But in owning this, we need not retreat from the claims of incarnation or Christ crucified, raised and returning one iota. Because our ur-narrative is not a narrative of an ordering principle that must remain at some remove lest chaos ensue, and whose core work of ordering is the work of differentiation. Our ur-narrative is that narrative’s reversal, the undoing of entropy, not by remove or further differentiation but by fully-restored fellowship. Our ur-narrative, starting with the birth of the church at Pentecost, is of the full restoration of all things in all their variety, variability and even ephemerality, reading backwards from the undoing of Babel toward the ultimate undoing of the Fall. That which was set apart into isolation as a check against chaos is brought back into full communion, a communion that reflects the full diversity within the original creation but no more of the hostility set loose at the Fall. Our ur-narrative leads back to the possibility of God looking upon all things in all their ephemerality, fleshliness and variety, and delighting, as they delight, completely, announcing an eternal “Tov meod!”

Now, this vision of restoration, of ultimate Shalom, of Tikkun Olam (the healing of the world) is not and never has been foreign to all forms of Jewish philosophy or religion, then or, perhaps, especially now. Incarnation and our proclamation as Christians of Jesus as crucified Messiah remain scandalous. But the ur-narrative of the restoration of all things by God with us is one in which Christians and at least some Jewish denominations may be increasingly able to collaborate.

The Outpouring of the Spirit and Christian Biblical Ontology
There are three moments in United Methodist ritual where we especially embody our theology of incarnation, grounded in our biblical ontology. These are baptism, Holy Communion, and ordination.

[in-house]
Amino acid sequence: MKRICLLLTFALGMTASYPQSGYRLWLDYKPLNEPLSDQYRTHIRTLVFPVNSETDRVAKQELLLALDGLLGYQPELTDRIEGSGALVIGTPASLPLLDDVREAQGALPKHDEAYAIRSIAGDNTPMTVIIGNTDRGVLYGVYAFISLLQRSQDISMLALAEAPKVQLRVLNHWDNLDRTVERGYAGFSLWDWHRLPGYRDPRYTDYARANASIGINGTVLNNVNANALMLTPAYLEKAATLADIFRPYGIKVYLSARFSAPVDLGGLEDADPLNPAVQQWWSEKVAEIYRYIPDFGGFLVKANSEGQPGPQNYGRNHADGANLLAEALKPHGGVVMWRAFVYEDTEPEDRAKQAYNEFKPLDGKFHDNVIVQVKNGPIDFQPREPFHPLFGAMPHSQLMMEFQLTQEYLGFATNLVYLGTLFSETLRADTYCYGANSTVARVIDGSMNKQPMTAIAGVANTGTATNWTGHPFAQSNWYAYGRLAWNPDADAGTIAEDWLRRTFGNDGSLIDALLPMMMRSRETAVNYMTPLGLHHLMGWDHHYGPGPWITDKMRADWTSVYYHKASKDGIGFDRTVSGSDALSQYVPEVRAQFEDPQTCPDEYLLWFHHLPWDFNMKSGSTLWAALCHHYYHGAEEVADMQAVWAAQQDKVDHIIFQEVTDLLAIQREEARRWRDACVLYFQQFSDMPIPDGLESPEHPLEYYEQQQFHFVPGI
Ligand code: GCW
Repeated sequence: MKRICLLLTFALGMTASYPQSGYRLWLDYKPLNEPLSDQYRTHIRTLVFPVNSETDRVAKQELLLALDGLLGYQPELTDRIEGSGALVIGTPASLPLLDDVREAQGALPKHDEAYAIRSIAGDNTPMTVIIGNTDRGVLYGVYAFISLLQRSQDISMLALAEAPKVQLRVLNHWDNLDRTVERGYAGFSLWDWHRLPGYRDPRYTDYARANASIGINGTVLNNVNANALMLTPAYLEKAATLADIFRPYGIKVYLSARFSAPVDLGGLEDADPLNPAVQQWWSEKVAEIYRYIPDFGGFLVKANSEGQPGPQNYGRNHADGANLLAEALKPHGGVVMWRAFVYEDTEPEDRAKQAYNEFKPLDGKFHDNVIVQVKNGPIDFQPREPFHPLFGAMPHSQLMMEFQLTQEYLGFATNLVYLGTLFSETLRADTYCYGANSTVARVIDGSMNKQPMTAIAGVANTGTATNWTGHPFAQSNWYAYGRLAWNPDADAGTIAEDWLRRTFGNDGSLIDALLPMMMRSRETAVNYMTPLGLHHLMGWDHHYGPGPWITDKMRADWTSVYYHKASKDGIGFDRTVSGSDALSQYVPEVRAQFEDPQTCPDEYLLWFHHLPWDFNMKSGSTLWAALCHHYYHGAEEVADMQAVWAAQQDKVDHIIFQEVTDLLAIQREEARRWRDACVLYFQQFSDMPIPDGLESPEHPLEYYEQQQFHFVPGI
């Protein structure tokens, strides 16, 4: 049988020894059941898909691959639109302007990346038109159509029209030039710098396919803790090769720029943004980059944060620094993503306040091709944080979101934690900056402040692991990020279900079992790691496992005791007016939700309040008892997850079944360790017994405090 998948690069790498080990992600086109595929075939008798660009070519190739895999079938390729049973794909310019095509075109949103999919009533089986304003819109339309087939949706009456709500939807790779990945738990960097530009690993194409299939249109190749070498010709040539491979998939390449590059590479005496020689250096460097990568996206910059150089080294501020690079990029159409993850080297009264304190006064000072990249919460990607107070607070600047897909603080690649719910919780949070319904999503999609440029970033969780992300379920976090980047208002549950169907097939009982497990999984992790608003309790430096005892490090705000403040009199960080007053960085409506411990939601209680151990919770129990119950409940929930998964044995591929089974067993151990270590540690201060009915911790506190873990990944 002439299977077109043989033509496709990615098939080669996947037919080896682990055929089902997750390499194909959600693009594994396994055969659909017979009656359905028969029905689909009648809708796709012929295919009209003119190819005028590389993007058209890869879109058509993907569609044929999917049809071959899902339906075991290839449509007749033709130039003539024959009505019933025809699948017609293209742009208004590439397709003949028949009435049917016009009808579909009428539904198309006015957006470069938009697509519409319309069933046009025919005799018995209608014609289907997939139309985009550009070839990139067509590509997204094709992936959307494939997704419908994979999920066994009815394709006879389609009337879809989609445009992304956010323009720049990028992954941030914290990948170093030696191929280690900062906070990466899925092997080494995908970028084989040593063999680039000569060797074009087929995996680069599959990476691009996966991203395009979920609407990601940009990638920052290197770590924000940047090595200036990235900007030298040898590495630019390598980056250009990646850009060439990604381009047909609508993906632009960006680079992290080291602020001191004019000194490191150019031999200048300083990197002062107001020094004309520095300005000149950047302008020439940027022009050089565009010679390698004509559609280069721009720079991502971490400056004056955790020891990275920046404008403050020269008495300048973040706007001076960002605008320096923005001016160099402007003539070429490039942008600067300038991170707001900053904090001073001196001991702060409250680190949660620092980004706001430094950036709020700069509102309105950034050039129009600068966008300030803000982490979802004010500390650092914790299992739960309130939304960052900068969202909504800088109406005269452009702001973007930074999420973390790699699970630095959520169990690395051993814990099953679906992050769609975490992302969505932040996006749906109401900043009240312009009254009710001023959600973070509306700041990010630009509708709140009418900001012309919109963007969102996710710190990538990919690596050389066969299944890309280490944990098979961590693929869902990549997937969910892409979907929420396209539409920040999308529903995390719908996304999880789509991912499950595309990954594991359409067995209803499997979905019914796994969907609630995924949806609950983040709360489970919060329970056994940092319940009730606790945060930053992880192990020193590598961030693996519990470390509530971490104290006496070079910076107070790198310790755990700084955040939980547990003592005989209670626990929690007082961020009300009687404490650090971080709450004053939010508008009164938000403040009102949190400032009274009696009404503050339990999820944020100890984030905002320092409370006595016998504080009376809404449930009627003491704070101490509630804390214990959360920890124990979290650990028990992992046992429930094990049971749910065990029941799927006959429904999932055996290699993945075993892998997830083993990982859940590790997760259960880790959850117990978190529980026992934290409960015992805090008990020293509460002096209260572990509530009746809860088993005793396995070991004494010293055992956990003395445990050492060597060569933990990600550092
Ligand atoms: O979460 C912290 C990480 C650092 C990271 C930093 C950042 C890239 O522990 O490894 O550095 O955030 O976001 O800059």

In all three, our collective prayer, led by an authorized presider, says “Pour out your Spirit on X, that X may be Y.”

At Holy Communion we pray “Pour out your Holy Spirit on us gathered here and upon these gifts of bread and wine. Make them be for us the body and blood of Christ, that we may be for the world the body of Christ, redeemed by his blood.”

At ordination or consecration we pray, “Almighty God, pour upon Name the Holy Spirit for the office and work of a deacon/an elder/a bishop in Christ’s holy church.”

And at baptism, which lies beneath and grounds the life of the whole church, and so grounds both Holy Communion and ordination, we pray, “Pour out your Holy Spirit to bless this gift of water and those who receive it, to wash away their sin and clothe them in righteousness throughout their lives, that, dying and being raised with Christ, they may share in his final victory.”

Always at these pivotal moments we call upon the action of the Holy Spirit, the one ever-moving over the face of ever-moving waters, the Spirit whose breath and whose outpouring of gifts never ceases.

And in all of these pivotal moments, what we seek is for the Spirit to start something new or afresh in us, to initiate a flow the Spirit will ever sustain, but we may or may not continue to abide in.

Starting, though not completed, at baptism.

In none of these cases in our theology as United Methodists, including baptism, does the Spirit’s action begun absolutely guarantee the outcome desired. Neither baptism nor ordination conveys any sort of “indelible mark” or “permanent alteration of character” in our lives or conduct.

Likewise, with many other Protestants and Anglicans, we deny transubstantiation, not because of any ongoing rebellion against Roman Catholic theology per se, nor any longer out of any proximity to the actions of the Council of Trent that led our Anglican forebears (and Wesley, copying them) to take such a strident stand against it as a doctrine that “overthroweth the nature of a sacrament” (Articles of Religion XVIII). Rather, we deny transubstantiation because our biblical ontology has no need of any “essences” or “substances” as a hedge against the contingencies and ephemeralities of our own material, fleshly state, or that of the bread and wine on which we also seek the Spirit’s blessing. Instead, we are assured by Jesus, God in our flesh, that the living God in whom we trust pours out the Spirit freely and abundantly for and upon all who ask (Luke 11:13).

 

Part 1: Ordination, Pneumatology and Ontology

Part 3: Ordination and “Sacramental Authority”

Part 4: Calling and the Need for Ordination